Since the big reveal of the Apple Watch, there has been some speculation on why the long-anticipated product ditched Apple famous ‘i’ prefix.
We were expecting the ‘iWatch,’ but what we got was the Apple Watch—or rather, the Apple logo, followed simply by the word ‘Watch’.
Some have suggested the ‘i’ had begun to feel stale, or simply wasn’t ‘fashionable’ enough. But as yet, no one has come up with a really compelling answer as to why it’s been dropped.
And though of course, we can’t know the reason for sure—there may not be a single reason why. But there are some really strong branding reasons why Apple would make such a significant change to a successful naming trope.
1. Future proofing and flexibility
By referring to the ‘Apple Watch’, Apple is removing the Watch from the family of iPods and iPhones. Though it does some of the same things, it’s being marked as a separate product, or product line.
We know that Apple is branching out into other fields—we’ve now got Apple Pay, and Apple also recently purchased Beats by Dre Headphones. The iPrefix will simply not work for every item—not without creating some fairly clunky brand names.
2. Avoiding the generic
The ‘i’ prefix isn’t owned by Apple—and can often be used by companies wanting a bit of the Apple gloss, or to indicate connectedness. And that’s not to even consider those companies for whom the ‘i’ prefix is simply part of their name (ITV anyone?).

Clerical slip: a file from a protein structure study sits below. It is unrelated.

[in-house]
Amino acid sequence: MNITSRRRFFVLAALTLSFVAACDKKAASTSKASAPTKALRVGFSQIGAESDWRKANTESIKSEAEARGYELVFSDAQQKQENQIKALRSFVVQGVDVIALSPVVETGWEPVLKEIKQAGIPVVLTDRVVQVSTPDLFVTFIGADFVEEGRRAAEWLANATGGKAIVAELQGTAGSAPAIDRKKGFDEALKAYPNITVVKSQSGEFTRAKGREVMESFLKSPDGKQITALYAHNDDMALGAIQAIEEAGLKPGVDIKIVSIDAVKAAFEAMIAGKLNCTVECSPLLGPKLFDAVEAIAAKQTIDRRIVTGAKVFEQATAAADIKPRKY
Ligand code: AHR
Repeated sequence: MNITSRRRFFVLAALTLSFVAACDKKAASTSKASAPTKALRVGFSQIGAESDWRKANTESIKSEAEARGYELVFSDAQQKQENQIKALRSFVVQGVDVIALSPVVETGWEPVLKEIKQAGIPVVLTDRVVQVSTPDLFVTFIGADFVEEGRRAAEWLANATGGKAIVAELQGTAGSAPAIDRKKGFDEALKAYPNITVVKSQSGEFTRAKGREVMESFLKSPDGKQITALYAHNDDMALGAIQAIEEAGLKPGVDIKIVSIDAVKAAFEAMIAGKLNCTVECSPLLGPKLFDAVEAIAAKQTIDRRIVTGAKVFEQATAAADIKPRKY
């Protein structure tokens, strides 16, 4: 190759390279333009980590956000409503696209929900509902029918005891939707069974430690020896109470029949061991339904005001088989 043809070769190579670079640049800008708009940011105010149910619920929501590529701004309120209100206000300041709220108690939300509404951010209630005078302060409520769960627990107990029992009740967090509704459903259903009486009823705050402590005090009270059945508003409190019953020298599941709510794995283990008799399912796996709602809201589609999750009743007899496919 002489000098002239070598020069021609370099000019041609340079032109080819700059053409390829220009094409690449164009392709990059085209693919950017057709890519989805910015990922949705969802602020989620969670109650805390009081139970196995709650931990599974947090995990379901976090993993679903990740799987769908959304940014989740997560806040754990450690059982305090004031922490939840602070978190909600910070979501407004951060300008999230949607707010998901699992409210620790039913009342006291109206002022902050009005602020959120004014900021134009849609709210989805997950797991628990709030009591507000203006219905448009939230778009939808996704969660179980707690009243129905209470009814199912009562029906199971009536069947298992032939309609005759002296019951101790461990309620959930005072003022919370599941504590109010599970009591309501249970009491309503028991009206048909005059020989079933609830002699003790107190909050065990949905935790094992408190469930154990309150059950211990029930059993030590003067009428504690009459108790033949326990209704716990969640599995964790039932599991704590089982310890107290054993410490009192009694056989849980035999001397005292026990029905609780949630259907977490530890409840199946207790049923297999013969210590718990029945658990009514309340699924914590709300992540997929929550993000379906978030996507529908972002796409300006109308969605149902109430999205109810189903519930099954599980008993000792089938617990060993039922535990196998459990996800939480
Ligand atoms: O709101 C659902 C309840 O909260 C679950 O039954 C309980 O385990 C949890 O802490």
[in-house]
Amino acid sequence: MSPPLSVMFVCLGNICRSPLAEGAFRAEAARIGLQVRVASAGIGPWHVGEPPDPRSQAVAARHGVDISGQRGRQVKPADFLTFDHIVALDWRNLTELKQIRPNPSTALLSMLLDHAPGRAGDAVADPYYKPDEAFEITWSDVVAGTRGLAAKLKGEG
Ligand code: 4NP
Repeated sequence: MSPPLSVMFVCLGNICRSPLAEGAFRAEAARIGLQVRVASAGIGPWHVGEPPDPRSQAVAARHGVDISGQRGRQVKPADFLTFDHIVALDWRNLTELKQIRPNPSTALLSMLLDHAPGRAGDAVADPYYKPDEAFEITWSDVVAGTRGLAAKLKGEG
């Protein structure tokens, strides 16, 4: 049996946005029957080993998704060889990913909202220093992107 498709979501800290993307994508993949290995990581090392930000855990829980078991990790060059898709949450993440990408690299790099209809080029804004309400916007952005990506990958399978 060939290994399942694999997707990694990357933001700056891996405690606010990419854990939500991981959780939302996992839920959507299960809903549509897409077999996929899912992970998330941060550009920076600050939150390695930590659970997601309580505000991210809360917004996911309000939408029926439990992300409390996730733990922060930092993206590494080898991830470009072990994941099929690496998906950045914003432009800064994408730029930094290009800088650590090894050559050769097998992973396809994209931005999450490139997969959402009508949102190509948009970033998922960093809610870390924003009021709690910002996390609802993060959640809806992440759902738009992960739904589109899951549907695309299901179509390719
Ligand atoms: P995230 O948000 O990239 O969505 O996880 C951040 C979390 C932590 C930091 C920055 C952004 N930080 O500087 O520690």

The Apple symbol is much simpler as a brand mark, and is less easy to mimic without it being a clear infringement (think of the Nike ‘tick’). Apple could continue to use the ‘i’ and enforce it using the lawsuit route – but when you have to resort to requesting that people not use your brand name generically, the battle has already been lost. Just ask Hoover.
In some ways, the move to make the Apple the central link between all products is a move back to the way things were. Though we now use ‘Mac’ and ‘iPad’ as shorthand, they are still Apple Macs and Apple iPads/iPods/iPhones. Re-establishing the Apple as the core (sorry) of the brand places the company on a more stable base for future brand development, in any products it chooses.